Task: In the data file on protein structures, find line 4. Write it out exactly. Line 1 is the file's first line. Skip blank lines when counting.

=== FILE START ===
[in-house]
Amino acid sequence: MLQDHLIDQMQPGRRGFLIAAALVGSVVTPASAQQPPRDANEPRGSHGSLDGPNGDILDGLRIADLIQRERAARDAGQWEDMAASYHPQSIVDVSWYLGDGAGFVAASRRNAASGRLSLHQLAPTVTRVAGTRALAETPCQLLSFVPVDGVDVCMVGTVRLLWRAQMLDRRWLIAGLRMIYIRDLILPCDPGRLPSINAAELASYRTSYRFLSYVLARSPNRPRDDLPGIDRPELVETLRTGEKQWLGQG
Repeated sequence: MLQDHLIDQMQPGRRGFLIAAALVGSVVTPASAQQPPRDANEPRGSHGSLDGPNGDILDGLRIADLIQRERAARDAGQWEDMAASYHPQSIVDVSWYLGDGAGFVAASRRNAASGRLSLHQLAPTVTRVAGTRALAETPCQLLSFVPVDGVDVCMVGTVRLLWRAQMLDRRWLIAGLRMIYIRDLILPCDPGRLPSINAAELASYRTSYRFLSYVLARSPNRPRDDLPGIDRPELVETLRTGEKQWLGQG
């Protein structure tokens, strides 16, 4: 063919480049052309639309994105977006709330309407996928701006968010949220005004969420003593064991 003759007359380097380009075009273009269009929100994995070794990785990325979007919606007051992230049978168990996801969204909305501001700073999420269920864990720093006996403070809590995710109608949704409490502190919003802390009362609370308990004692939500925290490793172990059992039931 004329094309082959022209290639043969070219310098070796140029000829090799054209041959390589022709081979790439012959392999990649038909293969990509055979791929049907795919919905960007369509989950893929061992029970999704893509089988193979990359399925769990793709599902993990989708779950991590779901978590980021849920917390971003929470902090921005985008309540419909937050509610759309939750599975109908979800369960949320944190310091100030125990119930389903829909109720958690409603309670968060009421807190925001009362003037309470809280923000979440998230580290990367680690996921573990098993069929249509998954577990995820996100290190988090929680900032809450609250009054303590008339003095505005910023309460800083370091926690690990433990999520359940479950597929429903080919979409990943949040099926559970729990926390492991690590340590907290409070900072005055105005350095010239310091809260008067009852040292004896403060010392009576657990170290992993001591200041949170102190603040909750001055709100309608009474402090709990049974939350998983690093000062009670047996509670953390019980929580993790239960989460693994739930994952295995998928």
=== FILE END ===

């Protein structure tokens, strides 16, 4: 063919480049052309639309994105977006709330309407996928701006968010949220005004969420003593064991 003759007359380097380009075009273009269009929100994995070794990785990325979007919606007051992230049978168990996801969204909305501001700073999420269920864990720093006996403070809590995710109608949704409490502190919003802390009362609370308990004692939500925290490793172990059992039931 004329094309082959022209290639043969070219310098070796140029000829090799054209041959390589022709081979790439012959392999990649038909293969990509055979791929049907795919919905960007369509989950893929061992029970999704893509089988193979990359399925769990793709599902993990989708779950991590779901978590980021849920917390971003929470902090921005985008309540419909937050509610759309939750599975109908979800369960949320944190310091100030125990119930389903829909109720958690409603309670968060009421807190925001009362003037309470809280923000979440998230580290990367680690996921573990098993069929249509998954577990995820996100290190988090929680900032809450609250009054303590008339003095505005910023309460800083370091926690690990433990999520359940479950597929429903080919979409990943949040099926559970729990926390492991690590340590907290409070900072005055105005350095010239310091809260008067009852040292004896403060010392009576657990170290992993001591200041949170102190603040909750001055709100309608009474402090709990049974939350998983690093000062009670047996509670953390019980929580993790239960989460693994739930994952295995998928």